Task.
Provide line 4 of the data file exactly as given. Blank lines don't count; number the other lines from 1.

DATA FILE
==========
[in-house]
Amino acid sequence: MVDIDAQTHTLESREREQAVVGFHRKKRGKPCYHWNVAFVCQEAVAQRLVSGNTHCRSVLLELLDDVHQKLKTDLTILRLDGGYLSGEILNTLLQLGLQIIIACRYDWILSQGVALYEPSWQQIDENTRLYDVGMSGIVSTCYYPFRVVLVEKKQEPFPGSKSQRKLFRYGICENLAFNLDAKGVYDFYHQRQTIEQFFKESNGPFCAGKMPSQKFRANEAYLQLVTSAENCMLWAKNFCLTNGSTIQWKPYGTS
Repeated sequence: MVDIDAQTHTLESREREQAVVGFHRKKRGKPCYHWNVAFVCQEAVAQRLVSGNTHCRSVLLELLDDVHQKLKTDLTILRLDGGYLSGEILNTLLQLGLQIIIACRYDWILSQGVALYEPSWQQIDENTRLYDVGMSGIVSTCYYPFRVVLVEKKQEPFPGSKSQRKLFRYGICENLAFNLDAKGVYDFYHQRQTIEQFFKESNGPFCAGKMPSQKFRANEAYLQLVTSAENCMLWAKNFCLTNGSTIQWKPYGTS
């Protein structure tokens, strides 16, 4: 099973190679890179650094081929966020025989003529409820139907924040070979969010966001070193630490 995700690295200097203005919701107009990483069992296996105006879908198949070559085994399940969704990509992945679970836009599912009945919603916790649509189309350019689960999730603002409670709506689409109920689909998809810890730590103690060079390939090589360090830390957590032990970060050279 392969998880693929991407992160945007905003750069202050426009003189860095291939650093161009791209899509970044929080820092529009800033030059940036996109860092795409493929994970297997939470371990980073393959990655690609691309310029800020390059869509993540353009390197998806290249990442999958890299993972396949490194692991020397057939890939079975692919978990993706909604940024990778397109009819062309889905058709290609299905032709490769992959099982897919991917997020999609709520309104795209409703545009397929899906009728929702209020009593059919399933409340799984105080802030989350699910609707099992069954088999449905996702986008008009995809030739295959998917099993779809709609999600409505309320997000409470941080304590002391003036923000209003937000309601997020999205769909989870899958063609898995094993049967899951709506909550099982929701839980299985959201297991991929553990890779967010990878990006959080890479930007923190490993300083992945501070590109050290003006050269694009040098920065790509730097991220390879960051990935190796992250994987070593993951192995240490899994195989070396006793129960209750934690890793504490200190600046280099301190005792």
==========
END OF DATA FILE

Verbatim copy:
């Protein structure tokens, strides 16, 4: 099973190679890179650094081929966020025989003529409820139907924040070979969010966001070193630490 995700690295200097203005919701107009990483069992296996105006879908198949070559085994399940969704990509992945679970836009599912009945919603916790649509189309350019689960999730603002409670709506689409109920689909998809810890730590103690060079390939090589360090830390957590032990970060050279 392969998880693929991407992160945007905003750069202050426009003189860095291939650093161009791209899509970044929080820092529009800033030059940036996109860092795409493929994970297997939470371990980073393959990655690609691309310029800020390059869509993540353009390197998806290249990442999958890299993972396949490194692991020397057939890939079975692919978990993706909604940024990778397109009819062309889905058709290609299905032709490769992959099982897919991917997020999609709520309104795209409703545009397929899906009728929702209020009593059919399933409340799984105080802030989350699910609707099992069954088999449905996702986008008009995809030739295959998917099993779809709609999600409505309320997000409470941080304590002391003036923000209003937000309601997020999205769909989870899958063609898995094993049967899951709506909550099982929701839980299985959201297991991929553990890779967010990878990006959080890479930007923190490993300083992945501070590109050290003006050269694009040098920065790509730097991220390879960051990935190796992250994987070593993951192995240490899994195989070396006793129960209750934690890793504490200190600046280099301190005792």